Preservasi Informasi Digital. It will never happen here! Common Causes of Loss of Data Accidental Erasure (delete, power, backup) Viruses and.
Published byModified over 5 years ago
Presentation on theme: "Preservasi Informasi Digital. It will never happen here! Common Causes of Loss of Data Accidental Erasure (delete, power, backup) Viruses and."— Presentation transcript:
It will never happen here! Common Causes of Loss of Data Accidental Erasure (delete, power, backup) Viruses and Worms Power and Telecommunications Outages
The whole idea behind data and program backup is to prevent loss of data from the computer system when the server or network crashes. The reconstruction of data is time-consuming and extremely expensive
Method of Backup Incremental backup Data Mirroring Replication: 1.Back up or replicate on a second drive in the same cabinet 2.Replication would be to have another drive or server in a different machine or power grid. 3.highest level of replication is across geographical areas
issues to consider: 1. the time it takes to recover the data and how much data loss you can live with 2. The time it takes to get the operations back up and running.
What type of backup method do you choose for your institution, building, network, or office? depends upon the resources (people, equipment, and money) your organization has, and how critical the data and the computer operations are to the survival of our institution
Backup Media There are several choices depending upon the amount of data you have, the frequency of backup, and how critical the data is to the survival of your institution What backup media are often use?
Remember: You should have copies or originals of these stored somewhere safe and off-site.
Software “What happens if you lose your data in a major server or network crash and it turns out that there isn’t a current backup for the software. In fact, the software that you were using was the newest version of some program, and the computer center can’t find that version and must use the previous one. Do you realize that you cannot open current data files with older software versions?”
it is important to keep up with software changes It isn’t essential to purchase every upgrade, but pay attention to the industry
Operating Systems What operating system are you using today? Your computer services department staff needs to document the changes in operating systems, as does your records manager.
Hardware The protection of hardware should include preventing obsolescence. When you deaccession the hardware, make certain the hard drives are clean data by reformatting the disk, not just deleting the data.
What if your computer system is running old computer software on old computer equipment and you can’t afford to upgrade?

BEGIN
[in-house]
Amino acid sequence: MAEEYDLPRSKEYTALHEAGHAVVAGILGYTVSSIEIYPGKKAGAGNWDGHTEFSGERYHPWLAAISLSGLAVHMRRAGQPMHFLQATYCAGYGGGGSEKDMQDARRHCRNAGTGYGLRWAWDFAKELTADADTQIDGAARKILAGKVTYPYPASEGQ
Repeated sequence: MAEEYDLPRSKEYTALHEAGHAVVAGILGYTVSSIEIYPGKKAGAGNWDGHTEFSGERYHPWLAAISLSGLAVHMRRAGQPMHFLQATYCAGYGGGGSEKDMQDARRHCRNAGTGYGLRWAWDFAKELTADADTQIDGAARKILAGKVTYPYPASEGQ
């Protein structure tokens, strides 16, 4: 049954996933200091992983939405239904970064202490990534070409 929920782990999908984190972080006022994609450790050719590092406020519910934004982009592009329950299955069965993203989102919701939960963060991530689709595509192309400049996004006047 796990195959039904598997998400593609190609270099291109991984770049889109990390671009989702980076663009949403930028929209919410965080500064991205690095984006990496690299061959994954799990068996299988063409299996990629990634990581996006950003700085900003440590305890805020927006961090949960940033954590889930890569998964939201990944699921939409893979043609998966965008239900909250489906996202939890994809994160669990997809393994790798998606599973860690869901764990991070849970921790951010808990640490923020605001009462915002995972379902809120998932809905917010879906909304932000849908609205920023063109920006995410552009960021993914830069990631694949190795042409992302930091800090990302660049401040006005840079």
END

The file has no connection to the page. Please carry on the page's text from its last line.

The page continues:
On-Site Storage Fireproof cabinets are designed for paper documents, and in some cases microfilm and microfiche. Fireproof cabinets are usually rated at 1,500–2,000º F. Magnetic media will begin to melt at 125ºF The same goes for safes; they won’t keep the magnetic media from melting.
Access to Backup Data Where do you store the backups? How much of the system is on the backup tapes? And how often is it backed up? Do you store the tapes on top of the computer, in a “fireproof” cabinet in the room (both bad ideas), at home, in a physical data storage vault, in the car, with a vendor, at the bank? At what point do you send the backups from on-site or local storage to remote storage? Who can get access to the backups? Can you load the backups in a remote location or access the data from an alternative computing center?
Off-Site Storage Data should be transferred off-site on a very regular basis. Often organizations will keep the most recent backup in their office or a nearby building, and then ship the backup tapes to the remote storage facility once a week.
Options for transferring the data off-site: physically take it or have it delivered to your storage facility send the data to a remote data storage facility via the Web, phone lines, or FTP depending upon how much data you have and where the facility is located. Remote backup businesses can also describe their service as data vaulting
Data Storage Service Providers (Appendix B, Protecting Your Library’s Digital Sources)
Hot, Cold, and Mobile Recovery Sites “Hot sites” are facilities that are completely wired together with the hardware that your organization needs to get its information services up and running quickly. Organizations contract with these facilities to provide technical support should a disaster be declared
“Cold sites” are wired computer rooms without the hardware. These facilities are usually rented when the computer staff needs a long-term facility from which to operate. Mobile recovery. These facilities are movable trailers that are wired for telecommunications or have satellite communications for the user